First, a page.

Memory leak caused by setTimeout

I have a Cairngorm-based application that polls a server for data every few seconds.  To do this I have a command that initiates the server request, and in the result handler I set a timeout.  When that timeout is up, I dispatch the event that is responsible for kicking off the command in the first place.  It looks something like this:

public class PollServerCommand
{
   public function execute(event:CairngormEvent):void
   {
      // Create and call delegate 
   }
 
   public function result(data:Object):void
   {
      // Process data...
      setTimeout(2000,poll);
   }
 
   private function poll():void
   {
      var pollEvent:PollEvent = new PollEvent();
      pollEvent.dispatch();
   }
}

This results in lots of commands being created, but in theory the garbage collector should be cleaning up the old ones every so often.  Well, that’s not really the case.  While profiling my app, I noticed that every polling command I created stayed in memory.  The solution?  Swapping out the calls to setTimeout for instances of the Timer class like so…

public function result(data:Object):void
{
   var pollTimer:Timer = new Timer(2000,1);
   pollTimer.addEventListener(TimerEvent.TIMER,poll);
   pollTimer.start();
}
 
private function poll(event:TimerEvent):void
{
   var pollEvent:PollEvent = new PollEvent();
   pollEvent.dispatch();
}

I’ve always known that the Timer class was preferred over setTimeout, but now I know why. Can anyone from the Flash Player Team shed some light on why setTimeout is keeping these objects alive?

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5 Comments

  1. Posted September 5, 2008 at 7:12 am | Permalink

    Have you tried saving the timeout ID and then force clearing it using clearTimeout() in the poll() method? Does it still keep the instances in memory?

  2. Posted September 5, 2008 at 2:04 pm | Permalink

    You’re right, Richard. Calling clearTimeout does allow the commands to become eligible for garbage collection. It’s odd that this call is necessary to clear the references that are keeping it alive. Once a timeout ends, I would expect the player to do whatever clearTimeout is doing behind the scenes since that timeout won’t be used again. Thank you for your suggestion.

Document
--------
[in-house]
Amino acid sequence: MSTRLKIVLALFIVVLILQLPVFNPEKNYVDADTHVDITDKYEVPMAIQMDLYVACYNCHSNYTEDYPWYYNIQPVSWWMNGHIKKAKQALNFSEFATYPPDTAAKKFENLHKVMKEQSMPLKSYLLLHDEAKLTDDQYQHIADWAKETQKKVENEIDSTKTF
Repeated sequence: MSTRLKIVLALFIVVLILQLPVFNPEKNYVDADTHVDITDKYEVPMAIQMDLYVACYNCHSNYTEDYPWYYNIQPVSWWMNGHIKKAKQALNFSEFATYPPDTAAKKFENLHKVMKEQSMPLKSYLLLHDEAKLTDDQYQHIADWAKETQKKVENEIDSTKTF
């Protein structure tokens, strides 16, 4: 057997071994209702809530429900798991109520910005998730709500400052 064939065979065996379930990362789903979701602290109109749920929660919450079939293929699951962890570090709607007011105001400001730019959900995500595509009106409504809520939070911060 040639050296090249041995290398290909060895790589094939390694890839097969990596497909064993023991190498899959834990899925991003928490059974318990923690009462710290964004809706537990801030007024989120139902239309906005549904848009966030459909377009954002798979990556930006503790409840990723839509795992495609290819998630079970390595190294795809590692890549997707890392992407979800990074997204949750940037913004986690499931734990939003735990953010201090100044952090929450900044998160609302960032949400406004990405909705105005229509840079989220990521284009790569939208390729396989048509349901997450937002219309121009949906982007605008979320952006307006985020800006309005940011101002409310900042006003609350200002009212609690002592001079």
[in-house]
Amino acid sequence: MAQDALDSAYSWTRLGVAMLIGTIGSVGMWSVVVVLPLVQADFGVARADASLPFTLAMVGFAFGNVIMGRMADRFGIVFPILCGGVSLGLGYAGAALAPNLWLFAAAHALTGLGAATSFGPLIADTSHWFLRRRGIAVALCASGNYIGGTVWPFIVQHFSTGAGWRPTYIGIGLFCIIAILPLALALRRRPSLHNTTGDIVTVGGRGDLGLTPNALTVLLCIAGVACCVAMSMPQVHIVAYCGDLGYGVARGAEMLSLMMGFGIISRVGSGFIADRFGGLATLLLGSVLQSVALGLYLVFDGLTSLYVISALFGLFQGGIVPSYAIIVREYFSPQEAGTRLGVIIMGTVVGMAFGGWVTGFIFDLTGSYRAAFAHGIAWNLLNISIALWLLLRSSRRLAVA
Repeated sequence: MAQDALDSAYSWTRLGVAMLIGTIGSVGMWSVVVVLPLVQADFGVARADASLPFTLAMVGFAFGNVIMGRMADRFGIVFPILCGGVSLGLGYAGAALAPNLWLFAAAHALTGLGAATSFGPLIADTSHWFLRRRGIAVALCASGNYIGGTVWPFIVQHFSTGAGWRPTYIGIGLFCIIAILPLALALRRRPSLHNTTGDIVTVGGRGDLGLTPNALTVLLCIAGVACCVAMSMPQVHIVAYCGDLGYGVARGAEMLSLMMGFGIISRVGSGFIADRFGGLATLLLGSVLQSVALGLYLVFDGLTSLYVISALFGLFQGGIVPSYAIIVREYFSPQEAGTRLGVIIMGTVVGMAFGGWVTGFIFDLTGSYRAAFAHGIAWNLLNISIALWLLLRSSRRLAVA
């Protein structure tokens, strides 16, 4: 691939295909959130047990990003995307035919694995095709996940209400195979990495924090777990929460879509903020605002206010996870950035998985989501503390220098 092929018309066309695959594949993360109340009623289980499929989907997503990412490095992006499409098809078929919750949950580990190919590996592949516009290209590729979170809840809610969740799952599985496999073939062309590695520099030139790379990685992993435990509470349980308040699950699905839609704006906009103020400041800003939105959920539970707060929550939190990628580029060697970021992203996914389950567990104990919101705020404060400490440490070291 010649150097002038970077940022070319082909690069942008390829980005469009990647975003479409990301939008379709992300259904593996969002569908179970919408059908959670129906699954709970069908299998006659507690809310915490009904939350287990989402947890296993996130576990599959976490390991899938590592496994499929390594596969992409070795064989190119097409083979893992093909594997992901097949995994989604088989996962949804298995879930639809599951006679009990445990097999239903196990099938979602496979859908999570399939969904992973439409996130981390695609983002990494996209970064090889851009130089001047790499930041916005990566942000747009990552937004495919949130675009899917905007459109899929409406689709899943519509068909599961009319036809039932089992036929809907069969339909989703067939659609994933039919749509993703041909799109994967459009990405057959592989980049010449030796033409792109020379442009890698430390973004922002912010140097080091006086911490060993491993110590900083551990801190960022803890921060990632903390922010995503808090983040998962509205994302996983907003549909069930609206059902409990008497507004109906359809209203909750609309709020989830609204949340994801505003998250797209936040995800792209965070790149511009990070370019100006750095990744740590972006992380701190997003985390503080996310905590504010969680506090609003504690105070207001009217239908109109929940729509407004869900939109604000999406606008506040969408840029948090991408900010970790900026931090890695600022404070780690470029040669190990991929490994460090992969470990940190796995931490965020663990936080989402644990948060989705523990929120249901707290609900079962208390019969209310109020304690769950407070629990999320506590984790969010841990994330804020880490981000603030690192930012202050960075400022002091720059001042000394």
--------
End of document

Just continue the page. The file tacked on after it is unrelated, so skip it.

3. Posted September 17, 2008 at 2:30 am | Permalink

    I think the local timer variable is the source of memory leak.

    var pollTimer:Timer

    you should turn it to a global variable, and the whole app has only one timer, one is enough!

  4. Posted September 25, 2008 at 1:17 pm | Permalink

    In this case one timer would definitely be enough. In the end I simplified things further by only having one instance of my command. When the timer ticks out I call execute again rather than re-dispatching the event. I just found is problematic that something that looked like it should have been garbage collected wasn’t.

  5. Posted December 21, 2010 at 1:41 am | Permalink

    “Calling clearTimeout does allow the commands to become eligible for garbage collection. It’s odd that this call is necessary to clear the references that are keeping it alive. Once a timeout ends, I would expect the player to do whatever clearTimeout is doing behind the scenes since that timeout won’t be used again. Thank you for your suggestion.”
    Where I have been able to read about this?